A lot of uncertainty can be avoided if you talk with your loved one before something happens. It’s easy to put off these conversations because they can be difficult. Plus, we’re busy. It never seems like the right time to bring up what we think will likely be an uncomfortable topic. You may be surprised to find your loved one has been meaning to have the talk, too.
Look for an opening. You might use an article you’ve read or something you saw on the news to raise the topic of future car, such as:
- “I’m starting to think about estate planning. Do you have any advice?”
- “I just read an article about gathering all your important papers. Sometime can you show me where yours are and what you’d like us to do just in case?”
- “As time goes on, do you think you want to stay in this house? It might be difficult with all the stairs”.
- “You mentioned your eyes are bothering you. Is this causing problems with cooking, reading or driving?”
Try not to anticipate what your loved one might say or how they will react. Just get the conversation started. It will likely take place over time. Be open. Express your love and concern and, most importantly, listen.
Respect your loved ones wishes. Every family caregiving plan must center on the wishes of the person receiving the care. A plan should never be made without the participation, knowledge and consent of your loved one. A person with a cognitive impairment should participate as much as possible.
Once you’ve started the conversation, you may wish to bring in a few other trusted family members or friends to be part of the process.
Before meeting, you and the other family members should consider…
- Who is the best person to start or lead the conversation?
- What are your own feelings and outlook on the situation?
- What are your goals of what is the best outcome you think might happen as a result of the conversation?
- What are you prepared and not prepared to do?
- What is most difficult for you about having this conversation about the person you care about?
It’s important to have a point person to keep the process moving and make sure people understand what’s been decided. In most families, one person assumes the primary role because he or she lives nearby, has a close relationship, or simply is a take-charge person. Expect that there may be conflicts and don’t be afraid to talk through them. Better now than in a time of crisis.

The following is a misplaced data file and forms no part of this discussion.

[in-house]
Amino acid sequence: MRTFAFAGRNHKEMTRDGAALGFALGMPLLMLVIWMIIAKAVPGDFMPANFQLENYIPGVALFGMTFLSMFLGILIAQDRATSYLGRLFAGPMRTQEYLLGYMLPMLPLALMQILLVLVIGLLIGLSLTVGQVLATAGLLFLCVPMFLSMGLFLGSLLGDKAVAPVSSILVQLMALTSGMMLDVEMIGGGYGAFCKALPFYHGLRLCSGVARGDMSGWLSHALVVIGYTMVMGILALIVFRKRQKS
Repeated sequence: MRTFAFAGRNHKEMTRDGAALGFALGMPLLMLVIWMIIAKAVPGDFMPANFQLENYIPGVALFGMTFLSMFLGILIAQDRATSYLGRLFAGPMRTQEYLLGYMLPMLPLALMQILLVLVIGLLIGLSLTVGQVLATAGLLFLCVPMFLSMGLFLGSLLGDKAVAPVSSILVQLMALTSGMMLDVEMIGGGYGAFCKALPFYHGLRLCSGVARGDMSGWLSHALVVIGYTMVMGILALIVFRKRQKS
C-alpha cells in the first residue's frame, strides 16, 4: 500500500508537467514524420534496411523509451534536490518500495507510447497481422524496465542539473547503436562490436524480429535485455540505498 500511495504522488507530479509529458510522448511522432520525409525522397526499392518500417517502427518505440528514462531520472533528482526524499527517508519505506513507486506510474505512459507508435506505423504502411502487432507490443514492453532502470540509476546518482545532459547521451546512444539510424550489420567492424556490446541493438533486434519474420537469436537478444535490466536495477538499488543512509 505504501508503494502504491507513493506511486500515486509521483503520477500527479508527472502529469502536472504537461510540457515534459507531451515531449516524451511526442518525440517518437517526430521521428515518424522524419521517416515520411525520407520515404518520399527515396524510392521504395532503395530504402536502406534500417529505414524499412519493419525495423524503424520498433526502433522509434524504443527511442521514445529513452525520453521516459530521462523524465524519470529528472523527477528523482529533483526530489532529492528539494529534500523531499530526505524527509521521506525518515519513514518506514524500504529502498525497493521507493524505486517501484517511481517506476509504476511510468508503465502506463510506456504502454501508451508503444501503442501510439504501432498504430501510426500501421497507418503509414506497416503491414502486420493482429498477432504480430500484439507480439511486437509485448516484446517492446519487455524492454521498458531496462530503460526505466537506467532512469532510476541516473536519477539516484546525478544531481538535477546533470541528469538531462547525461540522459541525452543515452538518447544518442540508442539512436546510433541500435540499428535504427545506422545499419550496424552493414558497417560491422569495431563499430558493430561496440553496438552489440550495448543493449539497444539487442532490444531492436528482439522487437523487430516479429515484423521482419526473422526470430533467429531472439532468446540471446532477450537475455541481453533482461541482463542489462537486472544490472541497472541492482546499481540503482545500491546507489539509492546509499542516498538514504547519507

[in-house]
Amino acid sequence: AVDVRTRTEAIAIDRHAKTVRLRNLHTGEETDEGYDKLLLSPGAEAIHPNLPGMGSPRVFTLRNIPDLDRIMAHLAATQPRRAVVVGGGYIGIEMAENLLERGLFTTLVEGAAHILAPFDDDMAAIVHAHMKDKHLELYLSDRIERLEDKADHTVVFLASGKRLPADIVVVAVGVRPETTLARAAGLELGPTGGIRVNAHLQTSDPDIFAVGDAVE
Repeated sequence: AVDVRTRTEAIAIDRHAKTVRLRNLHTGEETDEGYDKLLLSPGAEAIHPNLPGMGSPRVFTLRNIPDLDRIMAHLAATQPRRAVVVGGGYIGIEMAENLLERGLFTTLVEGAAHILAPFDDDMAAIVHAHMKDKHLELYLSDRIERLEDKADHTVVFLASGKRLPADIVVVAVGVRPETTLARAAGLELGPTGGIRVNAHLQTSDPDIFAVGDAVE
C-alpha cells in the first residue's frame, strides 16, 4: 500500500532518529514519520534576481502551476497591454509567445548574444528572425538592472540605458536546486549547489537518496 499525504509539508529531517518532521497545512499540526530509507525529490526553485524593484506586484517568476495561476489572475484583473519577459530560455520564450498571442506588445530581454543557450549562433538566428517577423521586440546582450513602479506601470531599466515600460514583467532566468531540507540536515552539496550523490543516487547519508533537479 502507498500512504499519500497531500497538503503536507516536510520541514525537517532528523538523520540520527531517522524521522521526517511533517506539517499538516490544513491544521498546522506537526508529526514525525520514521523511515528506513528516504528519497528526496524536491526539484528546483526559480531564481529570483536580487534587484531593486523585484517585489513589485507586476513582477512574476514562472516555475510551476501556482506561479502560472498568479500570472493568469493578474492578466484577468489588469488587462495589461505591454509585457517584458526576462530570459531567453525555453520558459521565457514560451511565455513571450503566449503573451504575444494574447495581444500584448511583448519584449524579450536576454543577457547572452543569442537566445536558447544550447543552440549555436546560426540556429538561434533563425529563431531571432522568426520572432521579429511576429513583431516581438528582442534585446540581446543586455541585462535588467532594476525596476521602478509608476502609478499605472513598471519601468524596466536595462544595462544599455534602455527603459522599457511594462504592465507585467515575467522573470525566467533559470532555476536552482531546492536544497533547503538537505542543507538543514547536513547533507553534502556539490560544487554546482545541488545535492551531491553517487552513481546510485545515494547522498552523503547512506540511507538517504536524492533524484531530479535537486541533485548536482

It is also sometimes helpful to engage the help of an outside facilitator, such as a social worker, geriatric care manager/aging life care professional, or minister, to help keep everyone focused, manage potential disagreements and communicate difficult subjects during the meeting.
Size up the situation. Figuring out what your loved one’s priorities are – where they want to live and the nature of the care needed – will help you determine the next steps. It can lead you to find resources ahead of time. Your loved one may be hesitant to share the details of their finances or health, but approach them with respect and explain your intentions.
Review finances. Money can be a particularly sensitive subject but it’s often at the heart of many decisions you’ll make about housing, health care and other expenses. One thing that family caregivers often find surprising is that most health insurance, including Medicare, pays for little, if any, of the costs of care in a nursing home, assisting living residence , or help with activities such as bathing, dressing or meals.
Ask them to review their bank accounts, investments, insurance coverage and loans. Find out whether they have long-term care insurance and funds or assets that can be used to cover potential care needs.
Counter resistance. Your loved one might say, “I just don’t want to talk about it.” Some people are private by nature. It’s also hard for some people to admit they need help, especially if it is from their own children. If your first conversation doesn’t go well, try again. Start small, discussing just one aspect of your concerns. If your loved on shuts you out, ask a trusted family friend, doctor, geriatric care manager, or faith leader to approach them about your unease.